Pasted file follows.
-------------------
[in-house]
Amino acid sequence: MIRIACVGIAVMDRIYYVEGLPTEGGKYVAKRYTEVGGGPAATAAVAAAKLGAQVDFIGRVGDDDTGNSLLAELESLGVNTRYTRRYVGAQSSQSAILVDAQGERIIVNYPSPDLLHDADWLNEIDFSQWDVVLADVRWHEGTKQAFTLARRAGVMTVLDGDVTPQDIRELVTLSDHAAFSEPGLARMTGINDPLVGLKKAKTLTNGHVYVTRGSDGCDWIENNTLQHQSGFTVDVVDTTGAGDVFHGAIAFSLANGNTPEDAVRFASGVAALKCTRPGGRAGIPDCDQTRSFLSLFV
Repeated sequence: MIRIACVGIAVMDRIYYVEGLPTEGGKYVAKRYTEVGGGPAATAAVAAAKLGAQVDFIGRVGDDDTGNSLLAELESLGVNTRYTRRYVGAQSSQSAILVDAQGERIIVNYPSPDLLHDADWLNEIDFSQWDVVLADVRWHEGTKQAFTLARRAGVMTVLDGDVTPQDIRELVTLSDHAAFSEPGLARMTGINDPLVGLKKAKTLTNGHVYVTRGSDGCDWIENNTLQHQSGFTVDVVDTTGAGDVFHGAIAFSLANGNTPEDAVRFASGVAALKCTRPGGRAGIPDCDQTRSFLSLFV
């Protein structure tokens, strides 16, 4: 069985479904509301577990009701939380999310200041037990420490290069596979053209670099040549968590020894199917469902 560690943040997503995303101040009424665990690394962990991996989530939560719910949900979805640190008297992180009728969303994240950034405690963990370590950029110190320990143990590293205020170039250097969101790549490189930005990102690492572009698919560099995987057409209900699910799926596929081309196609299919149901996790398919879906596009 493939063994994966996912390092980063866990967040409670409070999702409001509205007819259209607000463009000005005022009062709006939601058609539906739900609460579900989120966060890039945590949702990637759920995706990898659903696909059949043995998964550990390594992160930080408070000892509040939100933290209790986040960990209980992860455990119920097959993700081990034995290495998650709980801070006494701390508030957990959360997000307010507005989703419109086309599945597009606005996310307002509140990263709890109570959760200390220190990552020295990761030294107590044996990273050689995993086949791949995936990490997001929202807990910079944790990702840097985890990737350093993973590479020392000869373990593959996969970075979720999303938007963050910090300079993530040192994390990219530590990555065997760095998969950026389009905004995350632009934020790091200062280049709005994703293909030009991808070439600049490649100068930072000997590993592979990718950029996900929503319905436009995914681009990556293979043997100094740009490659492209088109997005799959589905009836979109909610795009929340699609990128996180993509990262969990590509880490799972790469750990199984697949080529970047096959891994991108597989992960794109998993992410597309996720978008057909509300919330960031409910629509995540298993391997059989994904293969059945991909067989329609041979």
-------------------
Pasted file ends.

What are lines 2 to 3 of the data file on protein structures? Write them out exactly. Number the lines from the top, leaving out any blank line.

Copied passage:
Amino acid sequence: MIRIACVGIAVMDRIYYVEGLPTEGGKYVAKRYTEVGGGPAATAAVAAAKLGAQVDFIGRVGDDDTGNSLLAELESLGVNTRYTRRYVGAQSSQSAILVDAQGERIIVNYPSPDLLHDADWLNEIDFSQWDVVLADVRWHEGTKQAFTLARRAGVMTVLDGDVTPQDIRELVTLSDHAAFSEPGLARMTGINDPLVGLKKAKTLTNGHVYVTRGSDGCDWIENNTLQHQSGFTVDVVDTTGAGDVFHGAIAFSLANGNTPEDAVRFASGVAALKCTRPGGRAGIPDCDQTRSFLSLFV
Repeated sequence: MIRIACVGIAVMDRIYYVEGLPTEGGKYVAKRYTEVGGGPAATAAVAAAKLGAQVDFIGRVGDDDTGNSLLAELESLGVNTRYTRRYVGAQSSQSAILVDAQGERIIVNYPSPDLLHDADWLNEIDFSQWDVVLADVRWHEGTKQAFTLARRAGVMTVLDGDVTPQDIRELVTLSDHAAFSEPGLARMTGINDPLVGLKKAKTLTNGHVYVTRGSDGCDWIENNTLQHQSGFTVDVVDTTGAGDVFHGAIAFSLANGNTPEDAVRFASGVAALKCTRPGGRAGIPDCDQTRSFLSLFV